Tools for the Traditional Cooper
-Craftsperson, Hobbyist, Historic Interpretations-

HGSSC ventures into supplying coopering tools and materials for craftspersons, hobbyists, and historical interpreters.

About our new coopering tools and supplies:
The Historical and Genealogical Society is delving into a new venture of coopering tool supply. We continue an unbroken tradition of coopering as practiced in Somerset County Sugar camps since the 1800s and taught to a member of the Historical Society and staff member of the Somerset Historical Center in the early 1970s by actual coopers who were the last of their coopering descendants.

For more than 40 years we have offered historical coopering interpretations and coopering classes where more than 175 persons have learned the basics of coopering. Now we have the ability to meet the needs of coopers, especially those trying to learn the craft and might have difficulty finding quality tools and materials. The original tools are becoming scarce and some tools on the market are just not serviceable.

 

 

 


We have spent years trying to reproduce tools for use in our classes and for use in coopering demonstrations. We now have a craftperson who can reproduce many of these tools to our specifications using original examples found in Somerset County as patterns. These tools are hand-made individually so they each may vary slightly in size or design, but are some of the best coopering tool reproductions available today. This is a new venture for our small historical society to provide useable tools, share what knowledge we have learned over the years, and promote our museum. All profits will be used to support the educational programs, collections care, and historical interpretations of the HGSSC and sales will be administered through our Museum Shop at the Somerset Historical Center.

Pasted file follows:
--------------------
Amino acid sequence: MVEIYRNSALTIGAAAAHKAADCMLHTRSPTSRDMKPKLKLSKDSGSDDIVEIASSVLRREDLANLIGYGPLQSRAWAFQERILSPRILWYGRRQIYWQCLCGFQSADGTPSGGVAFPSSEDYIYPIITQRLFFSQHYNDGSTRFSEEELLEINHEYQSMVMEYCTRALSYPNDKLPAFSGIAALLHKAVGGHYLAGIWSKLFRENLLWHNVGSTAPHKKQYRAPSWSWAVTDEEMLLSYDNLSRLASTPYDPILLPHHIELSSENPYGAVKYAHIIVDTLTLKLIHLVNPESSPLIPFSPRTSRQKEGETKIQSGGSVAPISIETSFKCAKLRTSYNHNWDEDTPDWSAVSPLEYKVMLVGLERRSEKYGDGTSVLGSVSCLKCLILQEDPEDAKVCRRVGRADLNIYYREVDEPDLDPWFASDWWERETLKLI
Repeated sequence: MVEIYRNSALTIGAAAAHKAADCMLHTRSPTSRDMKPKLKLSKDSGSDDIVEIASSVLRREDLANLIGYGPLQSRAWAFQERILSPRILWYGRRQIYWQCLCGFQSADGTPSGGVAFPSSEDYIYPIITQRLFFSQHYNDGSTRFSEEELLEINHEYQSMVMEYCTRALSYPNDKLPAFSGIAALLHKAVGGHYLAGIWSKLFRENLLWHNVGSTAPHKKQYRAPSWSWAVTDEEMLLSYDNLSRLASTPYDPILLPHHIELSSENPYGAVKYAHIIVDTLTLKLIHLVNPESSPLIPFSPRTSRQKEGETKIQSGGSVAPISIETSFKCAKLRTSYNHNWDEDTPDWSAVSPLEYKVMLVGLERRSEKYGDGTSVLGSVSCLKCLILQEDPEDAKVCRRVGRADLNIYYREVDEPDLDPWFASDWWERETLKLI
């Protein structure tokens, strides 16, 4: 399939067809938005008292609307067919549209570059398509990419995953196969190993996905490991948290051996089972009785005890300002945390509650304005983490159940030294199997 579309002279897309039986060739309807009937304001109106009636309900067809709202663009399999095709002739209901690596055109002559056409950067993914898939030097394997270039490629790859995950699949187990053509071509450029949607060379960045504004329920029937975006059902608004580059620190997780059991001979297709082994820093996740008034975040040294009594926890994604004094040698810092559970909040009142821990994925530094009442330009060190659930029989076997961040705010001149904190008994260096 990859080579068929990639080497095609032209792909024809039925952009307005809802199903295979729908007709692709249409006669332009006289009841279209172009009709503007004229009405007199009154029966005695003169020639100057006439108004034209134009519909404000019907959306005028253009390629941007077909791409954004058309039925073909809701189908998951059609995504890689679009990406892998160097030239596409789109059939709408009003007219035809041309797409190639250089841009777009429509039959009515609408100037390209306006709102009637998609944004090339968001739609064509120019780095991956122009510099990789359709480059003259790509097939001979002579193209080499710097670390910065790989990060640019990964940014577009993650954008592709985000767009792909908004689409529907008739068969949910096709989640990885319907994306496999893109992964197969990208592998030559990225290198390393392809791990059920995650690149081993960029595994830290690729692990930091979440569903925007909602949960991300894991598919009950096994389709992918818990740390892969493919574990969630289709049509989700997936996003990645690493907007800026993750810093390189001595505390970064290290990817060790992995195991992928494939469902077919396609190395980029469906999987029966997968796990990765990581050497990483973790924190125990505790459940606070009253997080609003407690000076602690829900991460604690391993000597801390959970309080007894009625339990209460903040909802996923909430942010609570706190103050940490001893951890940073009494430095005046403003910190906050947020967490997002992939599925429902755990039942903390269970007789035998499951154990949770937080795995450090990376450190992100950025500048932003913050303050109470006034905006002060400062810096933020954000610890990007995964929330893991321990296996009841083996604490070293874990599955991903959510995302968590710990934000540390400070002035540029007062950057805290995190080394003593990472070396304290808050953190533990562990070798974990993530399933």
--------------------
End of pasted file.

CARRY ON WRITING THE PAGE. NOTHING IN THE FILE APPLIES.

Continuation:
We are proud to finally offer this nice variety of tools and equipment. We are certain that they will supply many years of service and help coopers to continue the traditional techniques of the craft. Questions about the tools may be directed via email to c-mware@pa.gov or by calling (814)445-6077.

Beginners will find our annual school of coopering a delight and in the three days learn the basics and craft a keeler that they will take home. We supply the tools, equipment, and materials, but the class in limited to 12 participants per year. It is held in late spring each year.


 

 

All tools are patterned after originals found in Somerset County, PA, where a cottage craft coopering industry flourished to supply coopered containers for use in their numerous maple sugar camps.

Our tools are hand crafted to our specifications by a local artisan. Some are kept on stock, while others are made as ordered. We will eventually have a full line of coopering tools and supplies for the craftsperson, hobbyist, or museum interpreter. They come sharpened, but may need a final honing for ultimate cutting. We do coopering demonstrations as part of our museum interpretation and teach a school of coopering each spring. These tools will help the novice or experienced cooper fill their toolbox with serviceable tools.

Questions about the tools or their use may be directed to Mark Ware